If only it were as easy as unlocking the doors.
With states gradually lifting restrictions on businesses and residents put in place in response to the COVID-19 pandemic, the retailers that moved to shut down their store fleets in March have been gradually opening back up, in phases, often with traffic restrictions and other new health protocols. But there was no precedent for the closures and the public health crisis surrounding them, and so there can be no certainty, or anything close to it, around recovery either.
Credit Suisse analyst Michael Binetti said in an emailed client note in May that his team expected "widely-varying results as stores start to open." While there was "real evidence of strong sales & pent up demand" in some categories on reopening, he also noted those trends "could change quickly," given that stores were reopening into a recessionary economy and risks from the coronavirus remain.
National Retail Federation Chief Economist Jack Kleinhenz said in a press release this week that predictions are "even more challenging than usual" and "uncertainty abounds."
The difficulty in predicting demand over the coming weeks and months makes stocking stores and understanding financial positions a confounding challenge.
Liquidity is (still) key
After store revenues zeroed out for many retailers during the closure weeks, an open door at least makes it possible for cash to come in. But there's no guarantee that retailers will make enough in sales from their open stores to cover their costs, as consumers may remain wary about shopping for some time.
Getting and maintaining liquidity was of chief importance during the closures. With revenue cratering, retailers furloughed employees, tapped their revolvers, skipped rent, stretched their vendor payment terms and cut investor payouts — spreading the pain around their stakeholders, in other words.
Maintaining cash is no less important now as stores reopen. "Liquidity will be key to navigating the crisis, as companies will likely generate cash flow deficits for the first two to three quarters of this year," said Moody's analysts in a May report, noting that most apparel retailers they cover have fully drawn their revolvers to increase cash reserves. The analysts estimate that sales will remain down and EBITDA depressed into 2021 for the apparel retail world specifically.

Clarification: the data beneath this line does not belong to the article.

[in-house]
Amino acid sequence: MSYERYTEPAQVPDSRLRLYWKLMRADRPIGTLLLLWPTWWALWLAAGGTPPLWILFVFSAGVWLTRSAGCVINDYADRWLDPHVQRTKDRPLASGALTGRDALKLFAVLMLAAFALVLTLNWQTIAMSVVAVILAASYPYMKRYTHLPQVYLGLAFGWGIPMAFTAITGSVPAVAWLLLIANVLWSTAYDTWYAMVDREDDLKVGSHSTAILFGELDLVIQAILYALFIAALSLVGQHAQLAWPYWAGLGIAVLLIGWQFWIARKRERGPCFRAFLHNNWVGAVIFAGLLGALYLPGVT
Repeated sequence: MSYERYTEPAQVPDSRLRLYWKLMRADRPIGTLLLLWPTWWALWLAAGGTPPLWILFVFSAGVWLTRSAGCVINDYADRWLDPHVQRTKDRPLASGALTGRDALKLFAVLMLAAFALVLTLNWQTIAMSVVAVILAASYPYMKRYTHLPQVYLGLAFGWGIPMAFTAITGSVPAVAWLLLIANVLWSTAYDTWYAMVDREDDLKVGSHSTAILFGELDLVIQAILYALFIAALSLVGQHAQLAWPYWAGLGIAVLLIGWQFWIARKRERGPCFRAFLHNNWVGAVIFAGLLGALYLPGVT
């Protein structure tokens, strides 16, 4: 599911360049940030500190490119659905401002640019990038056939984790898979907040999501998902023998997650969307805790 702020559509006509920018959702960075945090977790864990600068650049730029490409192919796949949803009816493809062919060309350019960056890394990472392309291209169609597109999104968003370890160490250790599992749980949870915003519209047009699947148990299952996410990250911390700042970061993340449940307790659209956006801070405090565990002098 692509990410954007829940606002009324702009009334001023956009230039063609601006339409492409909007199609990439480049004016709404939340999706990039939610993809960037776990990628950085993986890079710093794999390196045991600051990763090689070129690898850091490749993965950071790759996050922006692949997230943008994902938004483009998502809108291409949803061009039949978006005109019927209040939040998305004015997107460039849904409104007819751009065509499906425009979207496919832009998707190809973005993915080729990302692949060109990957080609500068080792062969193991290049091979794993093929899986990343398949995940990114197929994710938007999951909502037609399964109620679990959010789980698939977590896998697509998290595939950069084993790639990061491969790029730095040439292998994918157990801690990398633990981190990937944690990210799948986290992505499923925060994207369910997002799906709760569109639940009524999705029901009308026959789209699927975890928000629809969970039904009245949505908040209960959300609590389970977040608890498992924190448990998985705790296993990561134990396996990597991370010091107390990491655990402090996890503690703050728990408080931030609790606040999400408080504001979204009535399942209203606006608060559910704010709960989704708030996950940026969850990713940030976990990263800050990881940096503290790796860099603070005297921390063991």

The moves retailers have taken to shore up their liquidity positions have already proven important. Morgan Stanley analysts led by Kimberly Greenberger found in a May analysis that retailers that previously were to be most at risk of liquidity shortfalls — namely L Brands, Gap Inc., PVH, Capri Holdings, Hudson Group and Chico's — were able to strengthen their positions, helping them manage pressure on cash flows. Among the retailers covered by Greenberger, only Macy's still faces potential shortfalls this year, according to the analysts' estimates.
Retailers have "tons of uncertainty" around their margins, as well as some around costs as they take extra precautions in their stores, through extra cleaning and foot traffic limits, and so forth, Christa Hart, a senior managing director with FTI Consulting, said in an interview. It's the uncertainty around demand, though, that boggles the mind and complicates cash flow projections.
"I'm running some models right now and it's like, are we going to be flattish? Down 10[%], down 20[%], down 30[%]? Worse? You can't even comprehend," Hart said. "You're normally arguing about, 'Well, are comp sales going to be flat or down one [percent]?' Now you're talking about potentially huge swings that could have immense effects on your cash flow."
With that uncertainty, and the potential to wreak havoc on cash flow, "you have to expect people are not going to be where they think they are, and there's going to be people who lose out on the demand side, Hart added. "And that impact on liquidity is unforeseen in ways we've never even thought about."
'We have no data in our systems'
That same uncertainty is also being felt in retailers' supply chains as they try to plan inventory buying for the rest of the year.
John Bonno, a managing director with AlixPartners' retail practice, notes that the phased nature of store reopenings across geographies makes supplying stores difficult, as retailers with national footprints have to stock some stores in some areas and not others, based on local restrictions. That makes the questions of, "What do I resupply, and in what quantities?" all the more difficult, Bonno said in an interview.